Eve Klein, Underbelly Arts Festival

Underbelly Arts Festival online, August 2013

Eve Klein’s work betrays a fleet of flitting loyalties: to opera, to ambient and experimental music and to the world of cinema. Shedding the role assigned to her by her classical training, and under the name Textile Audio, Eve has contributed her brand of ambient classical electronica to such next-level record labels as New Weird Australia, Feral Media and Wood and Wire. Most of all, she is not out of step with any of these ostensibly disparate artistic communities, but across all of them.

Now for Underbelly Arts, she’s producing Seeds, which she describes as “part opera, part installation, part music video.” Seeds takes place on the crest of Cockatoo Island behind the old convict’s solitary confinement cells, and collects the wide-ranging experiences Eve has accrued working for Opera Australia, writing film scores and on her upcoming album of operatic punk songs. There will be sound sculptures, short films projected directly onto the crumbling walls of the Convict Precinct, and an opera in miniature. We checked in with Eve part-way through her residence in the Underbelly Arts Lab to see what it looks like to work at the edge of contemporary music and art’s map.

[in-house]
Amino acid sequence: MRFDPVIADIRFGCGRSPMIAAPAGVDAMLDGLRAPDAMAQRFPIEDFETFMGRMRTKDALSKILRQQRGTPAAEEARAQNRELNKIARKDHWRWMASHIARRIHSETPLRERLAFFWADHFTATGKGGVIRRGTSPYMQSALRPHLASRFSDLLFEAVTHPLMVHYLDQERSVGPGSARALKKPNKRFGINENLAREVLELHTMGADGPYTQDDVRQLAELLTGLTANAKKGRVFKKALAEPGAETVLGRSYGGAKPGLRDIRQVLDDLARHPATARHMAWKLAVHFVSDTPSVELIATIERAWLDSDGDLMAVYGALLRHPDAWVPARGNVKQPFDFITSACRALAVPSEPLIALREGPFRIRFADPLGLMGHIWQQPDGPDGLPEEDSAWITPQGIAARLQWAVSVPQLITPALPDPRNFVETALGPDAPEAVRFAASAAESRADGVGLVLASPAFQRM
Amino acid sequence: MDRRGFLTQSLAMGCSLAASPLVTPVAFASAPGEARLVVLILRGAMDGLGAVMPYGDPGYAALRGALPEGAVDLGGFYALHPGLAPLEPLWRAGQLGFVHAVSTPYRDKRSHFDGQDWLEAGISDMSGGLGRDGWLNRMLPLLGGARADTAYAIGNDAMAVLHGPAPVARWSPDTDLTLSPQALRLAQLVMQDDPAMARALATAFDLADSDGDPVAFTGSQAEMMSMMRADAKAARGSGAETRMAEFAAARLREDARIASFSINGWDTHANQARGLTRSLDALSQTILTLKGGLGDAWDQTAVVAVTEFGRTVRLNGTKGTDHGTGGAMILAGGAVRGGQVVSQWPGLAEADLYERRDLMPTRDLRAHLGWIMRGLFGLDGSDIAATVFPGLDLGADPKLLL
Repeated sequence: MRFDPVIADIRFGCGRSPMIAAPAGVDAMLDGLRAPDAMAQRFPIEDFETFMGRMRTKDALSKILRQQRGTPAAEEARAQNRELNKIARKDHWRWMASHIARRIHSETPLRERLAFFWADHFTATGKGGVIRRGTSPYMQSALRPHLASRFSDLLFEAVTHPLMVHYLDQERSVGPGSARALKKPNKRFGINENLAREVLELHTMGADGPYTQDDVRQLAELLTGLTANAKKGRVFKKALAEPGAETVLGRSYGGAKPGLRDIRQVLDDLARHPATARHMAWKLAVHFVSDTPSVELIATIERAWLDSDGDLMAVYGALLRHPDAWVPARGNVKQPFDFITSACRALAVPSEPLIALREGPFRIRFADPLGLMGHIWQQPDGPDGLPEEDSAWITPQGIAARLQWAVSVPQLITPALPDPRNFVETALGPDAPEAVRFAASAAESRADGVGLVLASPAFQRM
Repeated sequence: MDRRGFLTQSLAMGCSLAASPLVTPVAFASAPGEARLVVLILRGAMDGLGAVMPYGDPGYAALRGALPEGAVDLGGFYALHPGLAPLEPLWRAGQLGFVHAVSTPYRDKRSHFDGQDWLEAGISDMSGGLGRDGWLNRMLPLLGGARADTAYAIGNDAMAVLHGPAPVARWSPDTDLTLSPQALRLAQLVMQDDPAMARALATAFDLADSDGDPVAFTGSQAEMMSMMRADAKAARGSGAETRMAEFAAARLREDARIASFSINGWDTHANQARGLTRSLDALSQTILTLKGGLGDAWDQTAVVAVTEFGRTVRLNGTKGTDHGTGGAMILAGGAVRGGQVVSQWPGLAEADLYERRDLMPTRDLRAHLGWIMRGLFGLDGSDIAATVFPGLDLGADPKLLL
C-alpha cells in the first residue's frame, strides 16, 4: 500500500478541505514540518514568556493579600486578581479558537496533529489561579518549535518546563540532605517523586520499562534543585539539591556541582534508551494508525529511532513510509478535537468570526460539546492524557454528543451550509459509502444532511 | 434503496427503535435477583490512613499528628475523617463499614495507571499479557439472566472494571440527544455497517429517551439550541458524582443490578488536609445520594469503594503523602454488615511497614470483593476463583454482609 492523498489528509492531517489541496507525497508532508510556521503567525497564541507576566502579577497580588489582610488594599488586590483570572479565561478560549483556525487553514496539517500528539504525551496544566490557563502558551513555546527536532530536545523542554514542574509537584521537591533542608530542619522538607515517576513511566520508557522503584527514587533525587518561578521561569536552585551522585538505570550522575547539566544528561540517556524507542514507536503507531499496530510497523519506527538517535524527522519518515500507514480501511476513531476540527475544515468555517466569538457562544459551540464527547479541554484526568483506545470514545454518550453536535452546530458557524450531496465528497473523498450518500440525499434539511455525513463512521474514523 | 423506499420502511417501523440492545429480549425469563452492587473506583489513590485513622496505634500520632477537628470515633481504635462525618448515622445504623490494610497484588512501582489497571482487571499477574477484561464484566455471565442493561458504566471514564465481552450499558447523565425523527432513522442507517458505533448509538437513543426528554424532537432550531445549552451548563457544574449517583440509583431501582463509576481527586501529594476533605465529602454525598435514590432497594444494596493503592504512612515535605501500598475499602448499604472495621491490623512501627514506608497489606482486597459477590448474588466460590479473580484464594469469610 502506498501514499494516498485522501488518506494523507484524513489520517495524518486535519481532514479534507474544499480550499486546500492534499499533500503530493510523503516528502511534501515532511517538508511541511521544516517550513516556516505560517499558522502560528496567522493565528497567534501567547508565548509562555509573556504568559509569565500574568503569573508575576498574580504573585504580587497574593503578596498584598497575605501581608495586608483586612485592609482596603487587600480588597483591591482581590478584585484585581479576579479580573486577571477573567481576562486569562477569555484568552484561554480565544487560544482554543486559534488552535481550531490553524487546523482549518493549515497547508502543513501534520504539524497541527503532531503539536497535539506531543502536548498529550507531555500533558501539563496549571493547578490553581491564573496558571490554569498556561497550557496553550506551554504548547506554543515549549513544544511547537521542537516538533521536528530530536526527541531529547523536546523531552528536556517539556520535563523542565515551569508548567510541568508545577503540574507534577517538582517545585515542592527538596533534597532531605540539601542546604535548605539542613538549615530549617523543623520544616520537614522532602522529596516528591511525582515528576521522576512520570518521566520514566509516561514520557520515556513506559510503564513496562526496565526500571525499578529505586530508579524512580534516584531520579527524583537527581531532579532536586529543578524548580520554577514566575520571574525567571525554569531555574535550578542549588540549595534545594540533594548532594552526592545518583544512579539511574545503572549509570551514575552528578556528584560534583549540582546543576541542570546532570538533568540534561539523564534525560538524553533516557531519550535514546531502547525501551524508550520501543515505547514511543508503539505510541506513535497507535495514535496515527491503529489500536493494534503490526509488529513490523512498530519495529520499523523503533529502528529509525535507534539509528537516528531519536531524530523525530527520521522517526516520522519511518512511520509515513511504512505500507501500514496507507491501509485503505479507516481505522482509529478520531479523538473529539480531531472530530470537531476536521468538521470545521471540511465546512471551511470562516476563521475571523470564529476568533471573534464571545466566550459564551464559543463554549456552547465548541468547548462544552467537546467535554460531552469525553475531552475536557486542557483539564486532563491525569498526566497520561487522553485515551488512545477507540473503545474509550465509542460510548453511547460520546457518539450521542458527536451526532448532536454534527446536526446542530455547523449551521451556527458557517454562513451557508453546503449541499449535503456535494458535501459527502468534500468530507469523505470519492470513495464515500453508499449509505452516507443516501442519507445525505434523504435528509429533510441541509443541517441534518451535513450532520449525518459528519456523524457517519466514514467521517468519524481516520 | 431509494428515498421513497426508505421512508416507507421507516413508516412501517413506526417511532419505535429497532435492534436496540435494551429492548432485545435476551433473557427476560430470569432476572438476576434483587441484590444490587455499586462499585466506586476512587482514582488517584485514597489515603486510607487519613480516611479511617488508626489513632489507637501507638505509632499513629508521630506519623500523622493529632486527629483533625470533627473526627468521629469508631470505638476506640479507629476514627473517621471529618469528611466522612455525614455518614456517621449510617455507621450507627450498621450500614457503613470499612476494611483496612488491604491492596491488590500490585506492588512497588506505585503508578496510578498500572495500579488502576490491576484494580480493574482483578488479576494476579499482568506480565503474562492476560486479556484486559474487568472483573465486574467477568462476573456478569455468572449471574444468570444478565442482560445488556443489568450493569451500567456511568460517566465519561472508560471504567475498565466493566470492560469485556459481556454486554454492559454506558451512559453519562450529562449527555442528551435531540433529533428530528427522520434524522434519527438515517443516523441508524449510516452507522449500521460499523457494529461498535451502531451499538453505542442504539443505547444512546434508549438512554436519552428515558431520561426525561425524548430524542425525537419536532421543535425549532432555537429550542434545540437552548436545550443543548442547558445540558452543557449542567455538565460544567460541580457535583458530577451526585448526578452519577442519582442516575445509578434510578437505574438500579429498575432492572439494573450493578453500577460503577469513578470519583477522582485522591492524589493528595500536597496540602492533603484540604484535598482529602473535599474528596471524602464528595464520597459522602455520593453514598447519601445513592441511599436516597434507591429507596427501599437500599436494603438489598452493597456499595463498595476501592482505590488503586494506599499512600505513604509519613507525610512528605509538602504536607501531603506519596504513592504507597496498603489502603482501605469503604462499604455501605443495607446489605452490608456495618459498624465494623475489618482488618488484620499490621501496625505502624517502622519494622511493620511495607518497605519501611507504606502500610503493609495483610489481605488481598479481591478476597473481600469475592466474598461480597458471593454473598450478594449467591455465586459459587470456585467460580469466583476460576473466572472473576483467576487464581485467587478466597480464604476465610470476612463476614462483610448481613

LCH: Where are we?

EK: We’re in Building 3 of the Convict Precinct, one of the old mess halls. It has these huge ceilings and the vibe of an old church with its sandstone walls and big open spaces.

At the moment it’s an empty space. In it, we’re doing an opera in miniature called Seeds. It’s an excerpt of a full opera cycle which I released as an album earlier this year with [label] Wood and Wire. We’ve taken a few of the key moments of the album and condensed it into a tiny fragment of the story. I’ve invited a whole bunch of filmmakers, artists and designers to come and dress the space, and an opera director to stage it.

There’ll be a series of sound sculptures hidden discreetly around the space. Part of the performance will be me interacting with these sculptures, generating sounds. In between shows the audience can interact with them too.

There’ll be two major projection screens, with films we’ve made exploring how women heal from experiences of violence.

That makes sense on Cockatoo Island, with its previous convict labour and imprisonment.

Exactly, particularly with the history of the girls who lived here in the reformatory which was pretty horrific. We’re looking specifically at rape and rape’s history within opera, rape’s history in the Australian landscape and how women are treated after they go through these experiences.